Both statistics and machine learning are part and parcel of the data science toolkit. And each plays a somewhat different role. Explaining the difference is helpful.
Stewart summarizes the difference like this:
Statistical modeling aims first and foremost for understanding and explaining relationships between variables. Predictive power is a secondary consideration.
Machine learning aims first and foremost for effective prediction. Some machine learning algorithms are easy to interpret, and some are not.
Thus, if you are writing a scientific paper that needs to explain the relationships between variables, statistical modeling is probably the best route.
However, if the point of your work is to produce actionable results that translate into greater efficiency and effectiveness achieving the mission of your organization — machine learning is often the better route.
In Stewart’s own words:
Machine learning is all about results, it is likely working in a company where your worth is characterized solely by your performance. Whereas, statistical modeling is more about finding relationships between variables and the significance of those relationships, whilst also catering for prediction.
He goes further to develop a helpful analogy:
By day, I am an environmental scientist and I work primarily with sensor data. If I am trying to prove that a sensor is able to respond to a certain kind of stimuli (such as a concentration of a gas), then I would use a statistical model to determine whether the signal response is statistically significant. I would try to understand this relationship and test for its repeatability so that I can accurately characterize the sensor response and make inferences based on this data. Some things I might test are whether the response is, in fact, linear, whether the response can be attributed to the gas concentration and not random noise in the sensor, etc.
Statistical analysis is great in such a case. It’s the right tool for the job.
But what if the nature of the problem is slightly different, and the goals are different?
In contrast, I can also get an array of 20 different sensors, and I can use this to try and predict the response of my newly characterized sensor. This may seem a bit strange if you do not know much about sensors, but this is currently an important area of environmental science. A model with 20 different variables predicting the outcome of my sensor is clearly all about prediction, and I do not expect it to be particularly interpretable. This model would likely be something a bit more esoteric like a neural network due to non-linearities arising from chemical kinetics and the relationship between physical variables and gas concentrations. I would like the model to make sense, but as long as I can make accurate predictions I would be pretty happy.
That brings it home nicely. In the case of machine learning, our interest is in the results: How can we make the most accurate predictions? And moreover, do these predictions yield benefits for the mission of our organization?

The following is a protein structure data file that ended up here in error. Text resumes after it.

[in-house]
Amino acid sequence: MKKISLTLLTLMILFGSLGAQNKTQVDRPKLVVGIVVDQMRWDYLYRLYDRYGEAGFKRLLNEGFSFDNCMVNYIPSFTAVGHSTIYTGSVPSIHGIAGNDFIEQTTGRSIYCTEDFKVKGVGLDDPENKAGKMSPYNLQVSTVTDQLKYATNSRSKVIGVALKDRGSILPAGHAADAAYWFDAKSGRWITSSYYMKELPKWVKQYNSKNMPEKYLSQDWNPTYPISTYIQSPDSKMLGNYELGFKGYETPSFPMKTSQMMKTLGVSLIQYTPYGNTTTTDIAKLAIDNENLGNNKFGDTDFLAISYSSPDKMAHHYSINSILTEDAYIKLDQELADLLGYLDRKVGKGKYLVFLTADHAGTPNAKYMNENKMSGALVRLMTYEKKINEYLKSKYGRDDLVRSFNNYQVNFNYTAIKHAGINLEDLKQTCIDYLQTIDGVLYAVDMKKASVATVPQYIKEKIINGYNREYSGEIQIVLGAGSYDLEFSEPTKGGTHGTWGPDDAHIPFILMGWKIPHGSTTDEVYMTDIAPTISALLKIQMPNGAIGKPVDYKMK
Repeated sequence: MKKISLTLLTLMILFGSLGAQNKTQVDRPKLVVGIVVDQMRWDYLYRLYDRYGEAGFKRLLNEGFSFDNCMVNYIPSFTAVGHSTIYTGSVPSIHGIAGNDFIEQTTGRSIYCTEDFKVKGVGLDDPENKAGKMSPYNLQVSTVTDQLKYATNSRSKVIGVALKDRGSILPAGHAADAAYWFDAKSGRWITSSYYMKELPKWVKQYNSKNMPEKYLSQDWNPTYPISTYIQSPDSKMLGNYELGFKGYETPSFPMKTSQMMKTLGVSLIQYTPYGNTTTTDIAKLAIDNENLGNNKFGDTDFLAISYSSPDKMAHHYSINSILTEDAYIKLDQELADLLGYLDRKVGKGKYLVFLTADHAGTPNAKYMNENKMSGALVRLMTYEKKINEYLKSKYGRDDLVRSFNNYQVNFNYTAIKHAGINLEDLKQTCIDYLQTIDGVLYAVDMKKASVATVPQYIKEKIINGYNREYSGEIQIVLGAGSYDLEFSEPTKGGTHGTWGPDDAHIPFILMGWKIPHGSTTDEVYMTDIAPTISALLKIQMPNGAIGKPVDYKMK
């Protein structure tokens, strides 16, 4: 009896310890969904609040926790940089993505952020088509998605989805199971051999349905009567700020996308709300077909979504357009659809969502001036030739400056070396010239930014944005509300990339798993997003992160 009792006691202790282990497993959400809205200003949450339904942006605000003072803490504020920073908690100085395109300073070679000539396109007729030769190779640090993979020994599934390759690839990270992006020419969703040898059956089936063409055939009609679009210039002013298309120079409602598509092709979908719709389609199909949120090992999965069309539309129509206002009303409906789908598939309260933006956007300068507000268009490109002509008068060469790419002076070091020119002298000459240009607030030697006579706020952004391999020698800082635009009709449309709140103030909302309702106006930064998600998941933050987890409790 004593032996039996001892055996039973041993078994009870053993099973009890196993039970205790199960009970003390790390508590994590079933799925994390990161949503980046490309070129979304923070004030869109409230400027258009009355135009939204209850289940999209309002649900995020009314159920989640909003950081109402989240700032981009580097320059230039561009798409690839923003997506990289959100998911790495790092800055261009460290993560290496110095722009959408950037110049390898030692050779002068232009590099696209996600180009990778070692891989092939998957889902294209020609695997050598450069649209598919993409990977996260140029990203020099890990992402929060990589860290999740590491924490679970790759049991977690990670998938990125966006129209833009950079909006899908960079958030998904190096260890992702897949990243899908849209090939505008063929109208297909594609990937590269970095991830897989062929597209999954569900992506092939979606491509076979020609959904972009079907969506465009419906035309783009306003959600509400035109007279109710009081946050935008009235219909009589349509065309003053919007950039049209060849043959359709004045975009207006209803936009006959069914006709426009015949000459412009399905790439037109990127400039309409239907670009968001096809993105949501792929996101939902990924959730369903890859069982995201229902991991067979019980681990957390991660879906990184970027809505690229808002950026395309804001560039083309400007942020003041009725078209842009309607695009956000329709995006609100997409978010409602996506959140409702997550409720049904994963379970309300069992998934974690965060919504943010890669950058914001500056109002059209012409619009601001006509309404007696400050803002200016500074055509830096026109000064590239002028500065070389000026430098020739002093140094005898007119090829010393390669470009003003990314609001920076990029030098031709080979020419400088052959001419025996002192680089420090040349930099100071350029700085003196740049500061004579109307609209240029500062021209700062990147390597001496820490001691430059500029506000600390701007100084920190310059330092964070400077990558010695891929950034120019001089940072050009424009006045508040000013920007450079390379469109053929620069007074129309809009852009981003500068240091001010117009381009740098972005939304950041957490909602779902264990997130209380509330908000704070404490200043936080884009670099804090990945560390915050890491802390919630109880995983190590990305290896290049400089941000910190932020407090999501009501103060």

Perhaps said otherwise, statistics is more about understanding — helping to answer the question, What’s really happening here? Machine learning is more about driving action — helping to answer the question, What can we anticipate next? — and by extension enabling efficient and effective responses.
Those who work in data mining or predictive analytics are familiar with the CRISP-DM process. Metaphorically, if not literally, that process description is taped to our wall. Tom Khabaza’s Nine Laws of Data Mining should be taped up right next to it.
Khabaza has published those laws as a series of blog posts, here. For each law, he has provided a short name, followed by a one-sentence summary, supported by a few paragraphs of explanation.
The value of these laws is that they help prepare us for what to expect as we do the work — and then they remind us of what we should have expected if we occasionally forget!
As I am a fan of brevity, I’m creating this post as a list of the single-sentence summaries. Occasionally I’ll add a short clarifying note. Here they are:
Tom Khabaza’s Nine Laws of Data Mining
Business objectives are the origin of every data mining solution.
Business knowledge is central to every step of the data mining process.
Data preparation is more than half of every data mining process.
The right model for a given application can only be discovered by experiment (aka “There is No Free Lunch for the Data Miner” NFL-DM).
There are always patterns (aka “Watkin’s Law).
Data mining amplifies perception in the business domain.
Prediction increases information locally by generalization.
The value of data mining results is not determined by the accuracy or stability of predictive models. (Rather, their value is found in more effective action and improved business strategy.)
All patterns are subject to change. (Thus, data mining is not a once-and-done kind of undertaking.)
These laws, as Khabaza points out, are not telling us what we should do. Rather they are “simple truths,” describing brute facts that give shape to the landscape in which data mining is done. Their truth is empirical, discovered and verified by those who’ve been doing the work. So it’s best to keep these truths in mind and adapt our efforts accordingly, lest we pay the price for failing to acknowledge reality as it is.
If you’re an educator (or student) interested in leveraging Amazon Web Services through AWS Educate to host a cloud database that allows student connections — this post is for you. In what follows, I’ll document the process to:
Configure and create a relational database instance from the AWS Management Console.
Set a security profile that will allow students to read and write to the database remotely — such as from a database client, from a program they’ve written, from a Jupyter Notebook, etc.
I’ll illustrate the process by creating a PostgreSQL database instance. Then I’ll provide illustrative code snippets for interacting with the database using Python.